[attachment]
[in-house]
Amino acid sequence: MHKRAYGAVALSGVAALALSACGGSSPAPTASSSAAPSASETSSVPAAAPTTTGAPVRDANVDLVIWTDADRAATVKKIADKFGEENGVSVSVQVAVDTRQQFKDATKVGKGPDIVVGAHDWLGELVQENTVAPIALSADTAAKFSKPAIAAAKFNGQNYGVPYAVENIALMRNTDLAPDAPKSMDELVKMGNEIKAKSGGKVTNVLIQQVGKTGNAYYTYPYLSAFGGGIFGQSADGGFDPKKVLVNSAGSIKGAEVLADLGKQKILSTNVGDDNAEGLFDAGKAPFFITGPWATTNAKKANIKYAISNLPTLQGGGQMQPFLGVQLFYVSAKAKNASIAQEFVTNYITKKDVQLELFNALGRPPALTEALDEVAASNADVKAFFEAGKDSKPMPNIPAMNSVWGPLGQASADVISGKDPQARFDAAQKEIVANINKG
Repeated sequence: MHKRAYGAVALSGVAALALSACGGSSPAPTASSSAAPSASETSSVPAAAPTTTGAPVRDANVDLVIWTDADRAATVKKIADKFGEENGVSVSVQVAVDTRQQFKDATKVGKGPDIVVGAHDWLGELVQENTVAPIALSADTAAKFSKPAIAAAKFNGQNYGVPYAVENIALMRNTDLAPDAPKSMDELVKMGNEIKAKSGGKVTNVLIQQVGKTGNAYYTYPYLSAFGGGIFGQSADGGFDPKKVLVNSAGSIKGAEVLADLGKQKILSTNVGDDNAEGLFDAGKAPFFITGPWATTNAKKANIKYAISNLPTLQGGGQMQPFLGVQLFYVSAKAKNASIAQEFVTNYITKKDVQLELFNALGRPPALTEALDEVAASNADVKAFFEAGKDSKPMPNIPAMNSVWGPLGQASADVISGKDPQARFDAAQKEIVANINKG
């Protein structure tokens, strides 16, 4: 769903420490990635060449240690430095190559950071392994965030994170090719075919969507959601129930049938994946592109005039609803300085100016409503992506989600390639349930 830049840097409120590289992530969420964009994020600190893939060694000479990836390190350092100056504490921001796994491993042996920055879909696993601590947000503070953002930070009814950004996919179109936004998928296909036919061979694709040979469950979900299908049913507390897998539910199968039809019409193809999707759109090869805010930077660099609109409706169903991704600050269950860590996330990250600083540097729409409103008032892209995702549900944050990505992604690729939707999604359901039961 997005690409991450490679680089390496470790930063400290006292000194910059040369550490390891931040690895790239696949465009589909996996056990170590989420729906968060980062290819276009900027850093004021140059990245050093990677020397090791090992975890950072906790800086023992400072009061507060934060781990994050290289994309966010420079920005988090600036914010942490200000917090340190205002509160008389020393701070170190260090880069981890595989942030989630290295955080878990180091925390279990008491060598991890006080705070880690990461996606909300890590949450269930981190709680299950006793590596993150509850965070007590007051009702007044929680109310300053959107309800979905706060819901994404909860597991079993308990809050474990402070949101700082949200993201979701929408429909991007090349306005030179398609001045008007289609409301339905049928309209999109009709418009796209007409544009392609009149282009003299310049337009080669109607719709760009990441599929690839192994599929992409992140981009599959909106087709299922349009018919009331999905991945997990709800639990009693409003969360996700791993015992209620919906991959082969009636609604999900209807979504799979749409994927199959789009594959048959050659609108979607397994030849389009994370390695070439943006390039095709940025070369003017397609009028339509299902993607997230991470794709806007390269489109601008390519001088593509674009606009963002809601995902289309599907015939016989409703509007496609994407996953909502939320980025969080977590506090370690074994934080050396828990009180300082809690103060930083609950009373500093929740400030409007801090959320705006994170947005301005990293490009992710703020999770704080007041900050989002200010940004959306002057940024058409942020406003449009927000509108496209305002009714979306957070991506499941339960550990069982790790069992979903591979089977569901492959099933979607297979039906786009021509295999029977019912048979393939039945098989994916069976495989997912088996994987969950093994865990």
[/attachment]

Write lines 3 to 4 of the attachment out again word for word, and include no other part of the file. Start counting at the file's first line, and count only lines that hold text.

Repeated sequence: MHKRAYGAVALSGVAALALSACGGSSPAPTASSSAAPSASETSSVPAAAPTTTGAPVRDANVDLVIWTDADRAATVKKIADKFGEENGVSVSVQVAVDTRQQFKDATKVGKGPDIVVGAHDWLGELVQENTVAPIALSADTAAKFSKPAIAAAKFNGQNYGVPYAVENIALMRNTDLAPDAPKSMDELVKMGNEIKAKSGGKVTNVLIQQVGKTGNAYYTYPYLSAFGGGIFGQSADGGFDPKKVLVNSAGSIKGAEVLADLGKQKILSTNVGDDNAEGLFDAGKAPFFITGPWATTNAKKANIKYAISNLPTLQGGGQMQPFLGVQLFYVSAKAKNASIAQEFVTNYITKKDVQLELFNALGRPPALTEALDEVAASNADVKAFFEAGKDSKPMPNIPAMNSVWGPLGQASADVISGKDPQARFDAAQKEIVANINKG
């Protein structure tokens, strides 16, 4: 769903420490990635060449240690430095190559950071392994965030994170090719075919969507959601129930049938994946592109005039609803300085100016409503992506989600390639349930 830049840097409120590289992530969420964009994020600190893939060694000479990836390190350092100056504490921001796994491993042996920055879909696993601590947000503070953002930070009814950004996919179109936004998928296909036919061979694709040979469950979900299908049913507390897998539910199968039809019409193809999707759109090869805010930077660099609109409706169903991704600050269950860590996330990250600083540097729409409103008032892209995702549900944050990505992604690729939707999604359901039961 997005690409991450490679680089390496470790930063400290006292000194910059040369550490390891931040690895790239696949465009589909996996056990170590989420729906968060980062290819276009900027850093004021140059990245050093990677020397090791090992975890950072906790800086023992400072009061507060934060781990994050290289994309966010420079920005988090600036914010942490200000917090340190205002509160008389020393701070170190260090880069981890595989942030989630290295955080878990180091925390279990008491060598991890006080705070880690990461996606909300890590949450269930981190709680299950006793590596993150509850965070007590007051009702007044929680109310300053959107309800979905706060819901994404909860597991079993308990809050474990402070949101700082949200993201979701929408429909991007090349306005030179398609001045008007289609409301339905049928309209999109009709418009796209007409544009392609009149282009003299310049337009080669109607719709760009990441599929690839192994599929992409992140981009599959909106087709299922349009018919009331999905991945997990709800639990009693409003969360996700791993015992209620919906991959082969009636609604999900209807979504799979749409994927199959789009594959048959050659609108979607397994030849389009994370390695070439943006390039095709940025070369003017397609009028339509299902993607997230991470794709806007390269489109601008390519001088593509674009606009963002809601995902289309599907015939016989409703509007496609994407996953909502939320980025969080977590506090370690074994934080050396828990009180300082809690103060930083609950009373500093929740400030409007801090959320705006994170947005301005990293490009992710703020999770704080007041900050989002200010940004959306002057940024058409942020406003449009927000509108496209305002009714979306957070991506499941339960550990069982790790069992979903591979089977569901492959099933979607297979039906786009021509295999029977019912048979393939039945098989994916069976495989997912088996994987969950093994865990």